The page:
Plenty of Pie Recipes from Lemon Chess to Chocolate Pecan
When my book on Southern cakes came out in 2007, two main
thoughts buzzed around in my brain. One was exultation over
having finished a major work project, and having done so with so
much pleasure and with a resulting book which thrilled my heart
(and still does to this day!). The other was a mix of curiosity
and excitement, over the possibility of continuing my journey
down the Southern culinary path, exploring the kindred topic of
To my delight, my editor at
Chronicle Books agreed that this would be a delicious idea, and
as soon as I’d given a good send-off to Southern Cakes, I was
back at work in the kind of endeavor I adore: being a detective
on the subject of old-time, old-school, historical, classic and
off-the-beaten path recipes, the scoop and how-to on traditional
dishes, once which have a life of their own.
I loved the research, a mixture
of flipping through cookbooks, history books, magazines, travel
brochures, menus and memoirs; of gathering notes and clues,
creating folders and then breaking them out into ever more
folders as a particular pie became a concept, a theme, a chapter
or a lead on another kindred pie. I interviewed cooks,
waitresses and farmers’ market vendors, historians and family
elders, as well as fellow food writers, chefs and bakers who are
bringing the old ways along into the twenty-first century, as
well as reinventing heirloom dishes in deliciously modern ways.
Southern Pies shares many
things with Southern Cakes: the handsome and eminently cook-able
format, with generous pages with a handsome finish and handy
cover flaps for marking a recipe you want to try; inviting
photographs of many of the pies; chapters which gather the pies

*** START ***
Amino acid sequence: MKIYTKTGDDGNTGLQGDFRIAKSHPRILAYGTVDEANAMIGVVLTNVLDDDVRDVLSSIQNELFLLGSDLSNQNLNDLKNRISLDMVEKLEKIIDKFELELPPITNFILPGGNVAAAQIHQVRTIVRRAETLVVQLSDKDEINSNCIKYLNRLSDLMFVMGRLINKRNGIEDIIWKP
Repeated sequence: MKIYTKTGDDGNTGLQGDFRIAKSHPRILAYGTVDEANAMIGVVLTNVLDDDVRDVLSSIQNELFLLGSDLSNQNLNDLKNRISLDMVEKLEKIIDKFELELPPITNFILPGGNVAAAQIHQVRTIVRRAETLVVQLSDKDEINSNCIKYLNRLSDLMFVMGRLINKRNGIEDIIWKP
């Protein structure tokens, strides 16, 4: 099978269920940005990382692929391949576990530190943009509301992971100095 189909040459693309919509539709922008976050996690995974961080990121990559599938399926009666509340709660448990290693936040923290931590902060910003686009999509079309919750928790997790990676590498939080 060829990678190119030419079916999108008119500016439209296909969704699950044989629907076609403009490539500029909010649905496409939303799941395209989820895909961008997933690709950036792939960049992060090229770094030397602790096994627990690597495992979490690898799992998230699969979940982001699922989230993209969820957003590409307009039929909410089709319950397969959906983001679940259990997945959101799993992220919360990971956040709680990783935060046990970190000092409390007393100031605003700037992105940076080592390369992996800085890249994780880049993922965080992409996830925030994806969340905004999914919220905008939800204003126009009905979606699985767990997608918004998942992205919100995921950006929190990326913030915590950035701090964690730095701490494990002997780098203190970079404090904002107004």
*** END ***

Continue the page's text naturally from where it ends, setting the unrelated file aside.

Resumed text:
into sections based on seasonal ingredients and signifigance;
regional specialties; antiques and heirlooms, many of which are
unfamiliar but by no means gone from the repertoire; and single
subjects including custard pies, chocolate pies, and piecrusts.
I adore the photographs by the
distinguished food photographer Leigh Beisch and her team, and
the handsome and elegant design by Chronicle’s Anne Donnard.
Pies range from the simplest (Egg Custard, Pumpkin, Brown Sugar,
and 3 kinds of Chess) to a few dowager empresses that call for
some time and dedication (Black Bottom; Chocolate Angel; and
Scuppernong Meringue); from beloved standards (Pecan; Pumpkin;
Sweet Potato; and Buttermilk) to fascinating try-me! Pies, old
and new (Bean Pie, Shaker Lemon Pie; Green Tomato Pie; and
Muscadine Grape Hull Pie).
The piecrust chapter provides 5
recipes and a piecrust-making #101 section, offering details and
advice on that particular craft. For those of you who would love
to make pies but either dread, fear, or find it a bother to take
that on, this is a time where piecrust-skills are an option but
not required. Prepared piecrust options abound in the grocery
store, including ready-to-fit-in-the-pan pastry circles, frozen
pie shells, and frozen dough ready for thawing and rolling out.
I hope that these options make it possible for you to jump in
and start making pies from this book, as the quintessential
aspect of Southern pies for me is what fills the crust, not the
crust on its own. My passion is for the plush custards, the
apple chunks tumbled with cinnamon sugar and dotted with butter
before being tucked in with a pastry blanket and baked; the
fillings flavored with lemon, coconut, cocoa and sorghum syrup.
A magnificent, flaky and golden crust provides great pleasure
and wins applause, but for me and my kitchen, it’s an inside
story; I’m always in love with what fills the crust and gives
the pie its name, whether that is peach, pear or coconut,
rhubarb, lemon or chocolate pecan.
Come on into the kitchen with
me and try your hand at some of these memorable and lovely
Southern pies. Whether they’re old-timers from your childhood or
brand new temptations from modern chefs, you’ll find a lot to
love here, and I hope you will enjoy trying them out in your
kitchen and sharing them at the table with people you love.